Flood insurance rates at high tide
WEST OCEAN CITY—Federal lawmakers are trying to scale back the unintended impact of previous legislation that could cause flood insurance premium rates skyrocketing for some local homeowners with subsidized policies, meanwhile one subset of policyholders will be allowed to keep their subsidized plans thanks to an omnibus spending bill that was recently signed into law.
Ralph Giove in West Ocean City said during a Jan. 30 interview, his annual flood insurance premiums were on average $280 to $300 annually from 1978 to 2012. But when he received a bill in 2013 for $1,100 he called officials at the Federal Emergency Management Agency to find out why. He said he was told there was no elevation certificate on file and that getting one might result in lower premium rates.
However, according to Giove, after spending $400 to get an elevation certificate, he then received a bill for an additional $600 rate adjustment from FEMA, because his home was not elevated high enough to meet the mandated height requirements. The premium he received this year, Giove said, was $2,200.
Part of what Giove perceived as an insurance premium rate increase was likely the removal of a subsidy that had kept his flood insurance premium rates low for a number of years with the enactment of the Biggert-Waters Flood Insurance Reform Act of 2012. It could also be part of a re-designation as FEMA updates it flood insurance rate maps or other factors specific to his individual property.
In a recent letter to constituents, Rep. Andy Harris (R) explained “the federal government had provided subsidized insurance for properties built before flood insurance rate maps were established since 1968, when the program began and that more than 1.1 million policies (21 percent) were subsidized in 2012.” But, he said, “That number dropped to about 715,000 after Biggert-Waters was implemented, with the largest number of remaining policies in Florida, Louisiana, California, New Jersey, Texas and New York, in that order,” he said.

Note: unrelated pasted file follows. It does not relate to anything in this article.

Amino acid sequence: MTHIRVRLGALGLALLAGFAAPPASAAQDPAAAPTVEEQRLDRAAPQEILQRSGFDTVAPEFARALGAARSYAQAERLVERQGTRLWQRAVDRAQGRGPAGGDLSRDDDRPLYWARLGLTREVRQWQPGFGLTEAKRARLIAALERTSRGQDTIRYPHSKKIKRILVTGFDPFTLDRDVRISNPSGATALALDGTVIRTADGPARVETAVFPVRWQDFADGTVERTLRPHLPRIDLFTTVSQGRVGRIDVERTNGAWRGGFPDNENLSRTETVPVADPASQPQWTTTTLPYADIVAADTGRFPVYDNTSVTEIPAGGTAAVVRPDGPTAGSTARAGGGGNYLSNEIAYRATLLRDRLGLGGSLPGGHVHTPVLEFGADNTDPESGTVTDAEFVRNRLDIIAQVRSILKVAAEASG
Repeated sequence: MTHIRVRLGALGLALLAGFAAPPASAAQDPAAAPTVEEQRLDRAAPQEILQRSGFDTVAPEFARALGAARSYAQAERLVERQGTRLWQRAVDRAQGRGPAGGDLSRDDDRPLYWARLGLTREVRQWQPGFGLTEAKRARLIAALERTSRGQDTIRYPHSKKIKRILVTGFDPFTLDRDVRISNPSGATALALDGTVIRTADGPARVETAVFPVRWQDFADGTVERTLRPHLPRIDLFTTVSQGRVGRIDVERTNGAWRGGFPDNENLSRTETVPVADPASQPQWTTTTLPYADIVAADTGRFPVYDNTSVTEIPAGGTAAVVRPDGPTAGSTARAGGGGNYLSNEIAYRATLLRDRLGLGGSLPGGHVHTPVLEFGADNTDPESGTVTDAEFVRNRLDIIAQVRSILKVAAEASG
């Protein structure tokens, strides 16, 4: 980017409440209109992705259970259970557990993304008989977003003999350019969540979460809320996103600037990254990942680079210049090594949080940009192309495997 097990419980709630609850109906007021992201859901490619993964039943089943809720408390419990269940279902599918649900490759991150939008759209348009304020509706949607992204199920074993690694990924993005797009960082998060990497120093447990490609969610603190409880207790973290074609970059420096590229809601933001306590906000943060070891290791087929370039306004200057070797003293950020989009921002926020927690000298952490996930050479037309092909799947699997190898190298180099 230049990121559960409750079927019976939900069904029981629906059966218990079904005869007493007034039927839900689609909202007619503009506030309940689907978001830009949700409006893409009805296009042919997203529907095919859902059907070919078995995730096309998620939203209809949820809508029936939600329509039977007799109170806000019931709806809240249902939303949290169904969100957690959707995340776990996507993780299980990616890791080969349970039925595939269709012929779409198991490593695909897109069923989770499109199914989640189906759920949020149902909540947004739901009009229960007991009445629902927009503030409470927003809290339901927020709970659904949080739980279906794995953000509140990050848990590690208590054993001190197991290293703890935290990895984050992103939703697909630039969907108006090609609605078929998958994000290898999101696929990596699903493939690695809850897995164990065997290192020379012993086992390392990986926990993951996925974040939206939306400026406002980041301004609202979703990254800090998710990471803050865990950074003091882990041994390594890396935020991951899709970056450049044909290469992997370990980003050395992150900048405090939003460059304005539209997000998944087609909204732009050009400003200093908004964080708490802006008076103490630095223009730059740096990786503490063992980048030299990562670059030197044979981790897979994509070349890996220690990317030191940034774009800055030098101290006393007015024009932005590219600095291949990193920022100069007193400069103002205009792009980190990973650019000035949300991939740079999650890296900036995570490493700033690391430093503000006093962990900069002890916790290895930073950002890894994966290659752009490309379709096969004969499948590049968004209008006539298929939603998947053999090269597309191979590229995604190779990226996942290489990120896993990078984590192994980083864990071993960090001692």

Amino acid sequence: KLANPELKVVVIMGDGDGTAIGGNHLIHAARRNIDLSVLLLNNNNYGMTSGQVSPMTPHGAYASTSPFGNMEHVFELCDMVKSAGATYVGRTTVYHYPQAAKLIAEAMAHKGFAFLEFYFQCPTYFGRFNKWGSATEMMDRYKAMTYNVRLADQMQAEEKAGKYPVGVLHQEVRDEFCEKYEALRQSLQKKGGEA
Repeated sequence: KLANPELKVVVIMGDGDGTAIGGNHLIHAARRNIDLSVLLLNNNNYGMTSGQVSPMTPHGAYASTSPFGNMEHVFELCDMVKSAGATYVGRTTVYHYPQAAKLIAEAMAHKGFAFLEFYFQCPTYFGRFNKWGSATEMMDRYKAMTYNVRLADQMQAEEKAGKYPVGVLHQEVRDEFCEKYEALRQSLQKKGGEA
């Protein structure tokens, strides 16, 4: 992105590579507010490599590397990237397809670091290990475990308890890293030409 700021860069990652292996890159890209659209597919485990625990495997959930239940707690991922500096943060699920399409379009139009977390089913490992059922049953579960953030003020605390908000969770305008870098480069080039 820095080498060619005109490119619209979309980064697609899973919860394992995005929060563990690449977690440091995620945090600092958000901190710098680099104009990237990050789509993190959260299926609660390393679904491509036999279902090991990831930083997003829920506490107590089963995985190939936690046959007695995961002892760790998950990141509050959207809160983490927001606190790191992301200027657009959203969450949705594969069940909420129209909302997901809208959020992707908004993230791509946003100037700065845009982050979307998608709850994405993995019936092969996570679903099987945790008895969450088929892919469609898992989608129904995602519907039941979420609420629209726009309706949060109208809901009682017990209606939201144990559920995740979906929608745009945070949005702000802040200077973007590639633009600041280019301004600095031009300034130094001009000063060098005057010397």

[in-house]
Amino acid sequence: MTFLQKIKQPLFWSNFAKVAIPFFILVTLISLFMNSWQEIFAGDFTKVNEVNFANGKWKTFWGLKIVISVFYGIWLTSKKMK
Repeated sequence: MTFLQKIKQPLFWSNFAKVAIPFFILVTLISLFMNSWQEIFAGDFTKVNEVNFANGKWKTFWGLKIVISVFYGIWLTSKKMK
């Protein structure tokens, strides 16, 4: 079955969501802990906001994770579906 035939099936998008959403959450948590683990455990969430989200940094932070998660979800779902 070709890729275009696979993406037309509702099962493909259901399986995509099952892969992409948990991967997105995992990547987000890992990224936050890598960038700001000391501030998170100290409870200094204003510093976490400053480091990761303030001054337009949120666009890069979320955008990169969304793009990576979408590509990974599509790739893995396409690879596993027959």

According to Harris, the Biggert-Waters Act required FEMA to phase out various subsidies and discounts to reduce the federal flood insurance program’s debts, prevent the bankruptcy of the program, and improve its sustainability into the future. The program “already has a debt of $24 billion as of May 2013, according to a Government Accountability Office report, after big payouts from events such as Superstorm Sandy and Hurricane Katrina,” Harris said, and if its resources are depleted, it could threaten future payouts to homeowners for storm damage.
David Bollinger, mitigation outreach coordinator for FEMA’s Region III, Biggert Waters, directed FEMA to phase its subsidized policies to full risk rate policies over a five-year period with 20 percent annual rate increases, which began in October, 2013 for certain policies. However, after hearing from angry and concerned homeowners, lawmakers quickly backtracked to proposals to tamp down the immediate effects of the new law.
Tucked into the Consolidated Appropriations Act, 2014 that President Barack Obama signed into law on Jan. 17 (Pub. L. No: 113-76) was a provision that blocked the funding needed to remove the grandfathered subsidies for flood insurance premiums for homes that had been redesignated from low to high risk. The removal of the subsidy was scheduled to take affect later this October. As a result of the enacted provision the subsidy will remain in place until FEMA officials complete an affordability study, which he said is expected to be done by the end of the fiscal year.
New, unsubsidized rates for secondary homes, businesses and homes that have repeatedly been damaged by prior flood events were not impacted by the relief provision in the budget bill, according to FEMA spokesman Peter Herrick.
The proposal to delay upcoming changes to the National Flood Insurance Program’s (NFIP) flood insurance rate maps was introduced on Jan. 14 by New Jersey Sen. Robert Menendez (D) and Georgia Sen. Johnny Isakson (R). In a statement after the vote, Menendez said the delay of the implementation of flood insurance rate increases “protects NFIP policyholders who have no annual cap on their rate increases and have seen their property values plummet as a direct result of Biggert-Waters.” He added, “This includes all homes and businesses that were built to code and later remapped into a higher risk area and all properties that were built before flood maps were released which could see their rates skyrocket overnight when they try to sell their property.
Harris said in a Jan. 30 e-mail he would support the House companion bill, Homeowner Flood Insurance Affordability Act of 2013 (H.R. 3370), which would further delay some scheduled increases in flood insurance premiums under the National Flood Insurance Program.